Welcome to Łowicz, a historic town in central Poland with a population of 27,436 people as of 2021. Located in the Łódź Voivodeship, Łowicz is a major rail junction where the line from Warsaw splits into two directions towards Poznań and Łódź, making it a convenient stop for travelers exploring central Poland. But Łowicz is more than just a transportation hub. This town has a rich history and cultural heritage that make it a must-visit destination for anyone seeking an authentic Polish experience.

One of the most notable aspects of Łowicz’s history is its role as a residence of Polish primates during the Polish–Lithuanian Commonwealth. When the town became a temporary capital of Poland during the interregnum, the primates served as regents. As a result, Łowicz has its own bishop and a basilica in spite of its considerably small size. You can even visit the ruins of a former bishop’s castle on the outskirts of town.

Another significant chapter in Łowicz’s history is its connection to Napoleon Bonaparte. The French emperor is believed to have stayed in one of the houses on the main square. And during World War II, Łowicz was at the center of the largest battle of the German invasion of Poland, the Battle of the Bzura River.

But Łowicz isn’t just a town with a rich history. It also boasts several attractions that make it a popular tourist destination. For example, the Muzeum w Łowiczu is an important ethnographic museum exhibiting Polish art and historical artifacts from the region. And the skansen, a popular open-air museum, features traditional wooden houses spread over a 17-hectare site just outside the town.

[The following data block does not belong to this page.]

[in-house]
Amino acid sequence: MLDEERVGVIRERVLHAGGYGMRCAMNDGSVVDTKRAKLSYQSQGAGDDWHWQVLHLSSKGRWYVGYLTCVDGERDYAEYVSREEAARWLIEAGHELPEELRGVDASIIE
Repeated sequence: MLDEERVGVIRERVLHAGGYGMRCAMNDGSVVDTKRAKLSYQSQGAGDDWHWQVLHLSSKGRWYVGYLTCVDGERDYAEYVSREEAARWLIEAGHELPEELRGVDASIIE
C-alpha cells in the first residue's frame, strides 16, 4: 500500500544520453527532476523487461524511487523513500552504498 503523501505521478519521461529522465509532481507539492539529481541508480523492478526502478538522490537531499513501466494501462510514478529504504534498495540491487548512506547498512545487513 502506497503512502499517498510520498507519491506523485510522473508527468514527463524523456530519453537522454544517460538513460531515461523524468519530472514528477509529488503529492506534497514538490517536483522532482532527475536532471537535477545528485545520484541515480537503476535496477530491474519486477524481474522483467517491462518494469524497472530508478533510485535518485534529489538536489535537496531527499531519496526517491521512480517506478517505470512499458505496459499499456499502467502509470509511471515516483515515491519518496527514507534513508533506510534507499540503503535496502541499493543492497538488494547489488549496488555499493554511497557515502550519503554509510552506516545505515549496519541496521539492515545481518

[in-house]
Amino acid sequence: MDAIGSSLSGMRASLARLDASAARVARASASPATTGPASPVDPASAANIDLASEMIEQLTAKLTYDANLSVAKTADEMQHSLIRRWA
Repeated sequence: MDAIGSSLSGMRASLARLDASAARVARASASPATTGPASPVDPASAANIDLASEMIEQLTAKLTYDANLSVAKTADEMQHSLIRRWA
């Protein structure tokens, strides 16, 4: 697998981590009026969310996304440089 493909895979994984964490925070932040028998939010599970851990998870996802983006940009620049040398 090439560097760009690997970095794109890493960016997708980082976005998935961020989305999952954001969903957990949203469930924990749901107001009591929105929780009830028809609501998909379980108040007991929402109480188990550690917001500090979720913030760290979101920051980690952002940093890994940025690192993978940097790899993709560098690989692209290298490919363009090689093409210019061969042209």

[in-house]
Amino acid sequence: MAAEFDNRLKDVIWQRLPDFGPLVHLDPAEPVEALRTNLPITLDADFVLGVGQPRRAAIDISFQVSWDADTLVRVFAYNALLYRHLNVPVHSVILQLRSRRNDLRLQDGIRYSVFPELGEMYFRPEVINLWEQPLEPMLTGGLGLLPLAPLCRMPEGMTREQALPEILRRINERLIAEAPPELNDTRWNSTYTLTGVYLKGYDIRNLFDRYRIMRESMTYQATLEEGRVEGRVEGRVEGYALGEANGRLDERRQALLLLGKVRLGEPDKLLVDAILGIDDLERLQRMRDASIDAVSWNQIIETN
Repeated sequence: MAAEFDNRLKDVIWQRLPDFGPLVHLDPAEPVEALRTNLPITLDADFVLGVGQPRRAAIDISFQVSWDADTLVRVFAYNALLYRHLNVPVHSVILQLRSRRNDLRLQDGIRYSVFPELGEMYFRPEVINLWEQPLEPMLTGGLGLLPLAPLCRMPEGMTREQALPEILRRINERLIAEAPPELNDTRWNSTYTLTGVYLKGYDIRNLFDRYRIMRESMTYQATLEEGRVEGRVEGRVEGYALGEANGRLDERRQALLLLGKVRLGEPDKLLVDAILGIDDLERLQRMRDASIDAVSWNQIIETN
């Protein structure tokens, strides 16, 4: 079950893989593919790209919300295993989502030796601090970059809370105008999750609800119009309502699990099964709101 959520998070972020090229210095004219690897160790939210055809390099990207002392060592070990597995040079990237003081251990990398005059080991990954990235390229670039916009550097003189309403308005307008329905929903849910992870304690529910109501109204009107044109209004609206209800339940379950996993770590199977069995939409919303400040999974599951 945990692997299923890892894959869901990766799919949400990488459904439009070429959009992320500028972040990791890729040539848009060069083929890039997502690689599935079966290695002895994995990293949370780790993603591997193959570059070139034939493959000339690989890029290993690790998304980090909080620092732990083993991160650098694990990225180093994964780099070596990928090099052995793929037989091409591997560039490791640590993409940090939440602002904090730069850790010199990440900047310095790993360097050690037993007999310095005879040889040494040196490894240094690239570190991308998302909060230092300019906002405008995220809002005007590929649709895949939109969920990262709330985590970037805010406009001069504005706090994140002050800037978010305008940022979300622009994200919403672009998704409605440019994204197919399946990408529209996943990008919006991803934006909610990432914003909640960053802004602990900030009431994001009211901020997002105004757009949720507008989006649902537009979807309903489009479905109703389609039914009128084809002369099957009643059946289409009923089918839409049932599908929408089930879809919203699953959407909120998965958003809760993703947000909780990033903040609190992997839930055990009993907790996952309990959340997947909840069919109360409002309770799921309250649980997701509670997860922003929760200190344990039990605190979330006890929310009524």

Łowicz also has several religious buildings of note, including the Baroque Cathedral Basilica of the Assumption of the Blessed Virgin Mary, built in the first half of the 17th century by Italian architect Tomas Poncino. It is a former residential church of the archbishops of Gniezno and Primates of Poland and is the burial place of a dozen archbishops of Gniezno and Primates of Poland.

If you’re a sports fan, you can catch a game of football with the Pelikan Łowicz team or watch basketball with Księżak Łowicz. And don’t forget to check out the town hall, designed by Bonifacy Witkowski in the neoclassical style, which features a plaque commemorating the 5,808 inhabitants of Łowicz who were murdered by the Germans during World War II.

Finally, no visit to Łowicz would be

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